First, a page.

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TitleA 340,000 year record of ice rafting, palaeoclimatic fluctuations, and shelf-crossing glacial advances in the southwestern Labrador Sea
AuthorHiscott, R N; Aksu, A E; Mudie, P J; Parsons, D F
SourceRecognition of abrupt climate chnages in clastic sedimentary environments; by Mokhtari, F A (ed.); Global and Planetary Change vol. 28, 2001 p. 227-240, https://doi.org/10.1016/s0921-8181(00)00075-8
LinksAbstract - Résumé
Year2001
Alt SeriesGeological Survey of Canada, Contribution Series 1999036
PublisherElsevier BV
Documentserial
Lang.English
Mediapaper; on-line; digital
File formatpdf
ProvinceNewfoundland and Labrador; Offshore region
NTS1; 10; 11; 12
Lat/Long WENS -60.0000 -10.0000 65.0000 40.0000
Subjectspaleontology; surficial geology/geomorphology; basins; paleocurrent directions; paleogeography; oceanography; debris flows; ice rafting; limestones; dolomites; ice sheets; interglacial stages; paleoclimates; glaciation; Labrador sea; Quaternary
Illustrationslocation maps; graphs; tables
ProgramNSERC Natural Sciences and Engineering Research Council of Canada
ProgramClimate System History and Dynamics
ProgramIMAGES - The International Marine Past Global Changes Study
AbstractOrphan Basin, southwestern Labrador Sea, is a strategic site for the study of Quaternary palaeoceanography and palaeoclimate. A 31.45-m-long piston core (MD95-2025) was raised from 2925-m-depth at 49°47.645?N, 46°41.851?W, just beyond the seaward limit of stacked debris-flow tongues derived from the Northeast Newfoundland Shelf. The core extends to oxygen isotopic stage 9 (?340,000 years), and includes 13 prominent ice-rafted layers (Heinrich events H1-H13), many of which are characterized by abundant detrital Palaeozoic limestone and dolomite. Warm peaks in sea-surface temperature (SST) show poor correlation with accentuated ice rafting, except for 20-60 ka (H3-H5) when the terminations of meltwater pulses (?18O minima) lagged warm peaks in SST by ?1000 years, and peaks in ice rafting either coincided with peaks in SST (H4, H5), or lagged warmer peaks in SST by ?500 years (H3). These lags are attributed to the delayed response of ice sheets (e.g., iceberg and meltwater production rates) to palaeoceanographic and palaeoclimatic forcing factors (e.g., incursions of the warm North Atlantic Drift into the Labrador Sea; orbital-induced changes in insolation). The remarkable covariance between SST and ice rafting from 20-60 ka is inconsistent with models for ice-stream surging through Hudson Strait [Marshall, S.J. and G.K.C. Clarke, 1997. A continuum mixture model of ice stream thermomechanics in the Laurentide Ice Sheet 2: application to the Hudson Strait ice stream. J. Geophys. Res., B102, 20615-20637], and instead suggests that regional changes in ocean circulation played an important role in destabilizing icesheets. Heinrich layers H1, H3-H6, H9, H11, and H13 formed during times of sharply decreasing ?18O values (i.e., ice sheet melting). Heinrich layers H2, H7 and H12 formed at transitions from interglacial/interstadial to glacial stages, coincident with both cool SST and low fluxes of detrital carbonate. They may represent the initiation of calving as growing ice sheets readvanced to coastal areas of the Labrador Sea and Baffin Bay. Carbonate-poor H8 and H10 developed during interglacial stages 5 and 7, and may have been derived mainly from Greenland like the modern ice-rafted sediments of the Labrador Sea.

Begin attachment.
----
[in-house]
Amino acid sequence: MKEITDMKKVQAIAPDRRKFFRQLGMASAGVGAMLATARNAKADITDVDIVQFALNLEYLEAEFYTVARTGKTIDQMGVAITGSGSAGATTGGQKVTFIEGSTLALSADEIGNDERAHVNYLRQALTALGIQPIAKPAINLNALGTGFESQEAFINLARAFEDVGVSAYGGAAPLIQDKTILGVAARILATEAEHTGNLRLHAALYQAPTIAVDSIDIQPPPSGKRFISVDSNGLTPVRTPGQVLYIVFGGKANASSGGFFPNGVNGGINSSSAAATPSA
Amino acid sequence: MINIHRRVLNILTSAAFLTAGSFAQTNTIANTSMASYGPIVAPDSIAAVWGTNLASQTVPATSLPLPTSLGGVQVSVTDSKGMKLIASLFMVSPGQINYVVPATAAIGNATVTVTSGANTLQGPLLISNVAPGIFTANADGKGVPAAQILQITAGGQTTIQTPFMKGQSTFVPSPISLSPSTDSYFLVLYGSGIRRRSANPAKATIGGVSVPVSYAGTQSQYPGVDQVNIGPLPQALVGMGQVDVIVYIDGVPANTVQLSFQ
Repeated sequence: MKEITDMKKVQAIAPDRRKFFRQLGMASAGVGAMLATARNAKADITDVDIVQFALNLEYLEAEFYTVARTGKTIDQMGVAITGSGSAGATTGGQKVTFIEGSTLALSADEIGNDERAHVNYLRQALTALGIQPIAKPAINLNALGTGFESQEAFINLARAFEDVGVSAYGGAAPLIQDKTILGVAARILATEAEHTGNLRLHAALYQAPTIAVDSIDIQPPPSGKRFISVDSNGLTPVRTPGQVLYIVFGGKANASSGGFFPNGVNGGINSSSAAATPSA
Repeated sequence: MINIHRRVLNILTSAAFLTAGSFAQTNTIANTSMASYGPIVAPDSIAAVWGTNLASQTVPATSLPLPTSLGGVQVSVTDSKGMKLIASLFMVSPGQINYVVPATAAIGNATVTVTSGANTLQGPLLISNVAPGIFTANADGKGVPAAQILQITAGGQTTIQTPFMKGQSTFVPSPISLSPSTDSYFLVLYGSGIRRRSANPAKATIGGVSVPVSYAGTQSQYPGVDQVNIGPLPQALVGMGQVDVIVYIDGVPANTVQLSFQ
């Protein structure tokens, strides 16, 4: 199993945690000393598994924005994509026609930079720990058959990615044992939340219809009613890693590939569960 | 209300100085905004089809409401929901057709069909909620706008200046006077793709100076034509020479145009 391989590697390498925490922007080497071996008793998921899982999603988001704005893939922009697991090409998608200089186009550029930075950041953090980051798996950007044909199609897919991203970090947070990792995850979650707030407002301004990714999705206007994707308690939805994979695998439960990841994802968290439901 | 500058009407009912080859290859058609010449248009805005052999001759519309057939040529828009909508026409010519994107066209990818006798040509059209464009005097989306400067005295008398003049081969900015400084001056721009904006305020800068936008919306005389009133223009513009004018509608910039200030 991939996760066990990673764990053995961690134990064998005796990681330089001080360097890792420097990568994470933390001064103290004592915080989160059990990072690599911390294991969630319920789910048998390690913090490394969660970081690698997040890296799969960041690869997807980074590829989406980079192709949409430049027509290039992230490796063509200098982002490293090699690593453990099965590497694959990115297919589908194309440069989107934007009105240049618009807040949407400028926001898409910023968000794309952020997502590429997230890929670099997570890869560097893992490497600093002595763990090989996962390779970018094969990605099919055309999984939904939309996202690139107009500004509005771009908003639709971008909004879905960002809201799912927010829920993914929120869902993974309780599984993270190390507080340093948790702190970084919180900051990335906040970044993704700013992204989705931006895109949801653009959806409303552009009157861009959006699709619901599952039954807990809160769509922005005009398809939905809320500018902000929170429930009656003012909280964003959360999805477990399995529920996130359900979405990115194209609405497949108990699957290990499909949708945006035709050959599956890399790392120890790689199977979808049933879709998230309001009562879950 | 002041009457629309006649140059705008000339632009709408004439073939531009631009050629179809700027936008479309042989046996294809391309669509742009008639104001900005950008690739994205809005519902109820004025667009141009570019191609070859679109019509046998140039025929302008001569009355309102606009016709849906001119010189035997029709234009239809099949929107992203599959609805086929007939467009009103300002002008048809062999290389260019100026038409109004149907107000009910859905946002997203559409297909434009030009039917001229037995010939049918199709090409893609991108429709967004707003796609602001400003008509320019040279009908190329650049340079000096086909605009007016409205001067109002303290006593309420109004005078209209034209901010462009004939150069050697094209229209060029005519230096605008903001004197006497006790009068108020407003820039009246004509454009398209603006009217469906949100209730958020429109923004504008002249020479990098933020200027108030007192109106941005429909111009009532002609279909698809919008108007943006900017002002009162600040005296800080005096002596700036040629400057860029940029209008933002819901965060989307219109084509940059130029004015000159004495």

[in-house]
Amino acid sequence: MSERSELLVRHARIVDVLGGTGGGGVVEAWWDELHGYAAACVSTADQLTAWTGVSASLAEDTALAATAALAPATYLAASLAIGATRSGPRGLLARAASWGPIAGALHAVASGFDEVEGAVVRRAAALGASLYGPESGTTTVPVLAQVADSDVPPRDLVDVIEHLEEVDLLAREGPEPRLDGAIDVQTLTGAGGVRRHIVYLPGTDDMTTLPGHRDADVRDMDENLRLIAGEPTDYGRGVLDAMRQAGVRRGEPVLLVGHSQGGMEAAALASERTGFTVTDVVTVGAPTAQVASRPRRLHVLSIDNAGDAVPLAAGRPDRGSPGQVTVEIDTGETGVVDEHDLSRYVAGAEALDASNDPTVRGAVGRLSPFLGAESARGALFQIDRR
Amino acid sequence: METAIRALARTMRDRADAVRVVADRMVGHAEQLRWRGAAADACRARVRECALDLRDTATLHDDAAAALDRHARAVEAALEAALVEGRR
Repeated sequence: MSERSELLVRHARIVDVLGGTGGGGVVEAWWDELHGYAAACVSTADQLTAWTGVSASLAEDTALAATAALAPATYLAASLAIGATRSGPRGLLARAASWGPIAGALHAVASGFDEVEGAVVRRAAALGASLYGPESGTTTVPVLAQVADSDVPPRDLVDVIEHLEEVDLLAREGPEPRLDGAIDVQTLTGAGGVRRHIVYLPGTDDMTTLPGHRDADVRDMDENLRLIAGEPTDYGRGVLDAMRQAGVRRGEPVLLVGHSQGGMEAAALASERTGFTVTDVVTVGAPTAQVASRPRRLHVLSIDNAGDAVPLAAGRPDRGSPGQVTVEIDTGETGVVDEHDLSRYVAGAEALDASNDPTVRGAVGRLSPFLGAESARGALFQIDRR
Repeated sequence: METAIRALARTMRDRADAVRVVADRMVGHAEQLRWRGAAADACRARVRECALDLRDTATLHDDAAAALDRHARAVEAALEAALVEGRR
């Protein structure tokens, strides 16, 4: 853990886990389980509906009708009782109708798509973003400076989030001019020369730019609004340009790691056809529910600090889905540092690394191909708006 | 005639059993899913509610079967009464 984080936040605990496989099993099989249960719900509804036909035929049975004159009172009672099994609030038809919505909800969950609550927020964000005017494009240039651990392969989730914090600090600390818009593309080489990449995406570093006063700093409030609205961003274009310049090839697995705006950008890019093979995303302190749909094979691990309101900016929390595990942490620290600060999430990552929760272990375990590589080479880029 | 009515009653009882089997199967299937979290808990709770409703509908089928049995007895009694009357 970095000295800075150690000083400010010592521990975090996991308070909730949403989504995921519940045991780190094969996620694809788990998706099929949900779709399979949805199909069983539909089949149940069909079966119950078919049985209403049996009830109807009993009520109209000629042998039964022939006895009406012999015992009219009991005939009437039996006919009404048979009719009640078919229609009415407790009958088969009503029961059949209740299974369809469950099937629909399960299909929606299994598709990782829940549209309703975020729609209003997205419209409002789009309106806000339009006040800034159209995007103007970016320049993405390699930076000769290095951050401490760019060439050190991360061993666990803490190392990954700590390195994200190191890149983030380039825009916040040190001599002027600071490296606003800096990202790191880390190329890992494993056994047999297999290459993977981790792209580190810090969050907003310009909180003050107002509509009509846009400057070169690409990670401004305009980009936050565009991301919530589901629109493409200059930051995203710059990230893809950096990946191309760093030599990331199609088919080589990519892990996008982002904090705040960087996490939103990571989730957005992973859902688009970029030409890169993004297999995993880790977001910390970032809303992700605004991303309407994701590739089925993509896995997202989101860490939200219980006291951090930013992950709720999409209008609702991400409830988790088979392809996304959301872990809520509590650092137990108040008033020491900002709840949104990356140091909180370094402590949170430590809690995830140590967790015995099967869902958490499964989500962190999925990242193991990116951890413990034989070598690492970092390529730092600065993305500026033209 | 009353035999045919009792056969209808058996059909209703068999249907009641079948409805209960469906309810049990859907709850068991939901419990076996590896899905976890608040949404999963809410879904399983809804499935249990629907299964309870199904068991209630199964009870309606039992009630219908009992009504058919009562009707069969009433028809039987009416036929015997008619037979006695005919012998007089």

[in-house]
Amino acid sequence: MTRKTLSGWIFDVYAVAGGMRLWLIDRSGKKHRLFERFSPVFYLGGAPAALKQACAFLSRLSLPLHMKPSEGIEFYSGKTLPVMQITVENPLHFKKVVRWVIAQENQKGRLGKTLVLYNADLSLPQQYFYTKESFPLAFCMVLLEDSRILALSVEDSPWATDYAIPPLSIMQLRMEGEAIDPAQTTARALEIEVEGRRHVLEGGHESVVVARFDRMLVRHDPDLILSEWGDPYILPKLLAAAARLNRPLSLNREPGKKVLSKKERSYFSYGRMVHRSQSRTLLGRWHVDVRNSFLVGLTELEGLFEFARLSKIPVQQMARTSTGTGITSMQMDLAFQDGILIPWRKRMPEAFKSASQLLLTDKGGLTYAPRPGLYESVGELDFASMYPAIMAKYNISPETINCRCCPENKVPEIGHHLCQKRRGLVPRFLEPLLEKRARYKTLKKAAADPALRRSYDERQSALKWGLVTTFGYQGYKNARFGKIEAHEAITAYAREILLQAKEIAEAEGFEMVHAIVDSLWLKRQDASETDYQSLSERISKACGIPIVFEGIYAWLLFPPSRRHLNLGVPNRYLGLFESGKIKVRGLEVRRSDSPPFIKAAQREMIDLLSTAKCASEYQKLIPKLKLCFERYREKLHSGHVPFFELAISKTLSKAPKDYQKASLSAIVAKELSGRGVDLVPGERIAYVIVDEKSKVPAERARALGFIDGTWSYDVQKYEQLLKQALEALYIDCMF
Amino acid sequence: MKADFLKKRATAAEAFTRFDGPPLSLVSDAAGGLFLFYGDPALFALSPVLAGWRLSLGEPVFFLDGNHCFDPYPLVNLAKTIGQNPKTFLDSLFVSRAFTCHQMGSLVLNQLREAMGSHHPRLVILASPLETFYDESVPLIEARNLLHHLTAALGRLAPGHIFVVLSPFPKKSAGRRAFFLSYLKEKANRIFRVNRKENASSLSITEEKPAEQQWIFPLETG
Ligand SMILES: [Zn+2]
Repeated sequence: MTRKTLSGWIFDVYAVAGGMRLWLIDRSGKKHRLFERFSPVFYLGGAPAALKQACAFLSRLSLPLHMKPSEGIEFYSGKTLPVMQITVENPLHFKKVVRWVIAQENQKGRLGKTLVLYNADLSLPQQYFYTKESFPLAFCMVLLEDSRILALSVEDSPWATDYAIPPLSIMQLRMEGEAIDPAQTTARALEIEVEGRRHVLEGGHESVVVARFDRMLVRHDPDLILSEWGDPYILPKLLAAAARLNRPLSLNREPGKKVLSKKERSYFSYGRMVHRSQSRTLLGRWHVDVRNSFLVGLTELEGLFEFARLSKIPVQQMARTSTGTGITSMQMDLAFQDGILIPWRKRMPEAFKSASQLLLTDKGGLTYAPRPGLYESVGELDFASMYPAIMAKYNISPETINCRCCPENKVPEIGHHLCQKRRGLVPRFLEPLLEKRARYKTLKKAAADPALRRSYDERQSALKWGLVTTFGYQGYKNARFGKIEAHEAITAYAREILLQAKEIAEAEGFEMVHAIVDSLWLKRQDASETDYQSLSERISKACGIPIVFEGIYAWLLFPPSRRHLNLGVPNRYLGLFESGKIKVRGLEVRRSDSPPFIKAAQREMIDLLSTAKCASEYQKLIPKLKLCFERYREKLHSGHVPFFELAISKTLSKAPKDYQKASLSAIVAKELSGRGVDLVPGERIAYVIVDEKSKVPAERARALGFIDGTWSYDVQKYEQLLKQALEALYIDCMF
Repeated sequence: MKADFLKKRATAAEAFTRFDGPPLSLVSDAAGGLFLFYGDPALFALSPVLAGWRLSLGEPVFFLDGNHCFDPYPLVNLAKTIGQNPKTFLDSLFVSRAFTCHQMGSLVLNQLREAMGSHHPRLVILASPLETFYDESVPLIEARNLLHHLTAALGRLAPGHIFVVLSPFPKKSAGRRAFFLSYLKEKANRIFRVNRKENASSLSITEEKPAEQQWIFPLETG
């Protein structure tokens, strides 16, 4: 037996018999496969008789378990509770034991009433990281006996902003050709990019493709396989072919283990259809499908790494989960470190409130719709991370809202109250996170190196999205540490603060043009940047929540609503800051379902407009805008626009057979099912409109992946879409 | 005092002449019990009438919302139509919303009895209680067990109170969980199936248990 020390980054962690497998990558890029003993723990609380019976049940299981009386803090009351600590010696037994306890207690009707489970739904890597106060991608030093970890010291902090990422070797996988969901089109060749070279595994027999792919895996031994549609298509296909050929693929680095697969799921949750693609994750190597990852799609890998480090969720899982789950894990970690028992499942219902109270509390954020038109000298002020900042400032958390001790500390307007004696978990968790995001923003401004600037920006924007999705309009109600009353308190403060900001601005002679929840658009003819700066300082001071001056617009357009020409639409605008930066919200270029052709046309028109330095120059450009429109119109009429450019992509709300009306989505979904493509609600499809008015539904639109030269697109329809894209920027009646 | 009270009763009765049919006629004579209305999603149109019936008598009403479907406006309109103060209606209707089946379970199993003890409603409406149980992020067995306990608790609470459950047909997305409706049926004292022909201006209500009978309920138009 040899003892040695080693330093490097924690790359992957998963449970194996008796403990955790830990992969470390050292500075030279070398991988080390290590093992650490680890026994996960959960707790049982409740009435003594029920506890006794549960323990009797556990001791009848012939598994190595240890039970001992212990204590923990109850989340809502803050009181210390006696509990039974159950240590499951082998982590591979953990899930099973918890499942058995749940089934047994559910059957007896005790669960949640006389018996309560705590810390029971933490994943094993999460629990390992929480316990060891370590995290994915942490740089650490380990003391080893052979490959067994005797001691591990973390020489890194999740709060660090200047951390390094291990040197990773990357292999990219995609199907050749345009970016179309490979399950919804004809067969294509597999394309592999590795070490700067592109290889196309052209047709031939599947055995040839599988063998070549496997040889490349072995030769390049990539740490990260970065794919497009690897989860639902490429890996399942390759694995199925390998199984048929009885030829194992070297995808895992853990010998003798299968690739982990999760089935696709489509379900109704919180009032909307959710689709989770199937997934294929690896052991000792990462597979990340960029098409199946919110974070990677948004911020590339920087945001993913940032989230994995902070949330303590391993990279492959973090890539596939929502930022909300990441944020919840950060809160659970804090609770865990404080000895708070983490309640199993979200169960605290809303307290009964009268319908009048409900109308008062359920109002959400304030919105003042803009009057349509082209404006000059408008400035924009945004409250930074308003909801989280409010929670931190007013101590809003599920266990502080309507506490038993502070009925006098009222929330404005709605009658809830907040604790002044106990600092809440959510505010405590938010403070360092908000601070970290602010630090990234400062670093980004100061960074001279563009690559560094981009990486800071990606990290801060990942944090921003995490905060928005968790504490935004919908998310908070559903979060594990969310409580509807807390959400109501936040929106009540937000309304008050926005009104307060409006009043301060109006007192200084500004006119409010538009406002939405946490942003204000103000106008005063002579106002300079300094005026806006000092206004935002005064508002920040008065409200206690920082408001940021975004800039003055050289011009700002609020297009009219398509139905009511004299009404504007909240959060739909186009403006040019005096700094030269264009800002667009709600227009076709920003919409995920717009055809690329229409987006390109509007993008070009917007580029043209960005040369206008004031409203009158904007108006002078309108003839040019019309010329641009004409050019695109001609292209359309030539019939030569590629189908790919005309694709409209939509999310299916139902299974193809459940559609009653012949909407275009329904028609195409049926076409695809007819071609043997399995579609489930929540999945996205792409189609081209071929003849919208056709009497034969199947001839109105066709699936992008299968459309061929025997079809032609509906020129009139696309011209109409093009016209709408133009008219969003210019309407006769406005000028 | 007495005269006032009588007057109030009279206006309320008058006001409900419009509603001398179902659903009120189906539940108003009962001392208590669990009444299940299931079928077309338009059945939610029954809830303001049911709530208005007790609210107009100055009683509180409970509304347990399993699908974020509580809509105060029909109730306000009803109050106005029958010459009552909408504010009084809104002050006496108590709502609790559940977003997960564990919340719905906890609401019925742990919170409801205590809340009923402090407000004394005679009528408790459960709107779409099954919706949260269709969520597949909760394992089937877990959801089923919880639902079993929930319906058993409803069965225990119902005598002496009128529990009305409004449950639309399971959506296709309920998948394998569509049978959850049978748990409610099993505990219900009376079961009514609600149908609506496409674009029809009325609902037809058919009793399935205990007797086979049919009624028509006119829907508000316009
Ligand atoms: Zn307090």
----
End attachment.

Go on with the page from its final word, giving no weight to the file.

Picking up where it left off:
GEOSCAN ID210421